The next library that truly became my home was at the University of Bath. A five-level, glass-fronted building, its front half houses computer terminals for student use, while the rear is full of books and journals. (Legend has it that the architects didn’t quite realise how heavy books were, and that if they filled the whole place with just books, it would collapse.) I practically lived in that place for four years. I roamed the compact shelving in the basement in search of old academic journals, I used the microfilm readers to look up obscure economic data, I spent my nights on the Internet, chatting to far-away friends and avoiding my coursework until 3 o’clock on the morning of the deadline, and when it came to writing up my dissertation, I banned my boyfriend from the building and camped out at a terminal with a sign next to me asking my friends to please go away until I was done.
Emotionally attached to Bath though I am, my favourite library in the world is Berlin State Library (the new building in Potsdammer Strasse). From the outside, the building is a 1970s concrete monstrosity. Once inside, though, you find yourself in a well-lit space, on multiple levels, with balconies connected by stairs and walkways. It is absolutely stunning. Unlike in the Viennese National Library, some of the books are directly accessible (though by far not the full 10 million). There are reading rooms, as well as smaller desks and reading areas hidden in between the book shelves. It is quiet and serene, a temple to learning. I did part of the research for my MA thesis there, and I wish I could have spent a lot more time there than I did.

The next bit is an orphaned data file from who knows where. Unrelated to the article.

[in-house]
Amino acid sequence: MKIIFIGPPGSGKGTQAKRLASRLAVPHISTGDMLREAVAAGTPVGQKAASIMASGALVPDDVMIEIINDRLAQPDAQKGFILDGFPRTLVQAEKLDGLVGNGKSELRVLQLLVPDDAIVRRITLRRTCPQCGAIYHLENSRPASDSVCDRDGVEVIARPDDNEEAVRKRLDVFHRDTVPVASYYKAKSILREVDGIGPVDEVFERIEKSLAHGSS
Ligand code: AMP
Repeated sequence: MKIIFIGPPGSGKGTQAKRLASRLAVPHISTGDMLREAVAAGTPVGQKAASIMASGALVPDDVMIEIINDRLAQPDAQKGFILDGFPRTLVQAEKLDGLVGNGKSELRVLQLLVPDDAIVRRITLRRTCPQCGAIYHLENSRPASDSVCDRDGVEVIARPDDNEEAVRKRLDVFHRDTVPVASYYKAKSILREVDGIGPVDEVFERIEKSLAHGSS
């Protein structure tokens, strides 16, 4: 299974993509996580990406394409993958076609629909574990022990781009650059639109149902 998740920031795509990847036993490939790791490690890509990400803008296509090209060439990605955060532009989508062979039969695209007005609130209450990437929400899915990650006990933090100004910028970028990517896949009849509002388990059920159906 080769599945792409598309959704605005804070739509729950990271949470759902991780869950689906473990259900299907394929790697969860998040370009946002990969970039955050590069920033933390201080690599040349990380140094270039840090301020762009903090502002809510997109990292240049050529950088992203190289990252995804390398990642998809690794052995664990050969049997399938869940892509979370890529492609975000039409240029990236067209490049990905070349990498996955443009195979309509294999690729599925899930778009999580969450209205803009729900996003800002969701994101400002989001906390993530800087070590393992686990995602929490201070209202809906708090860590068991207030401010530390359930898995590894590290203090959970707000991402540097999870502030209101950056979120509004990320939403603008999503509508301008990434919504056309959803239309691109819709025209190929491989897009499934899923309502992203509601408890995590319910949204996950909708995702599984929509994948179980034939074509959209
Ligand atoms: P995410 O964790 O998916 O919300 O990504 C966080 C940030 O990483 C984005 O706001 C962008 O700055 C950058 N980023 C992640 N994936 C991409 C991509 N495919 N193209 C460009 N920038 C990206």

To this day, I cannot enter a library without feeling a sense of awe as well as happiness. There is something about a building full of books, a space dedicated to human knowledge and achievement, that I find incredibly inspiring. It doesn’t matter if it is the small community library in Heaton or the State Library in Berlin – they both open windows to other worlds for all of us. Conversely, closing libraries is like closing minds, closing doors on opportunities.
I joined Newcastle City Libraries a few months ago when I needed to do some research for a piece of writing, after several years of not having a library card. Every time I’ve been to the City Library it’s been a delightful experience (even when I’ve had to pay fines), and I have found new and exciting books, or learned something new. Losing access to these spaces and resources would have a detrimental impact on me, and on the local community here in Newcastle. Don’t let it happen.

2 thoughts on “Save Our Libraries!

  1. Christine

    Thank you so much for letting us know what’s going on! I’m really shocked to hear, the day after #savelibraries day, of the very quiet demise of 8 Newcastle libraries and their librarians in favour of joint service/self service centres with, I imagine, a few books and no qualified librarians. I can ONLY imagine of course, because there hasn’t been a public announcement or any press coverage to let us know…funny that!
    So where do we go from here?

  2. Milena Popova

    Where do we go from here?
    I think we try to get as much information as possible. I found this out by speaking to a librarian for about 30 seconds. I think it’s worth going into as many of the libraries as we can cover and speaking to people in there – both librarians and the general public – to find out what’s going on exactly and how people feel about it. Then we try to get some local media coverage. You up for it?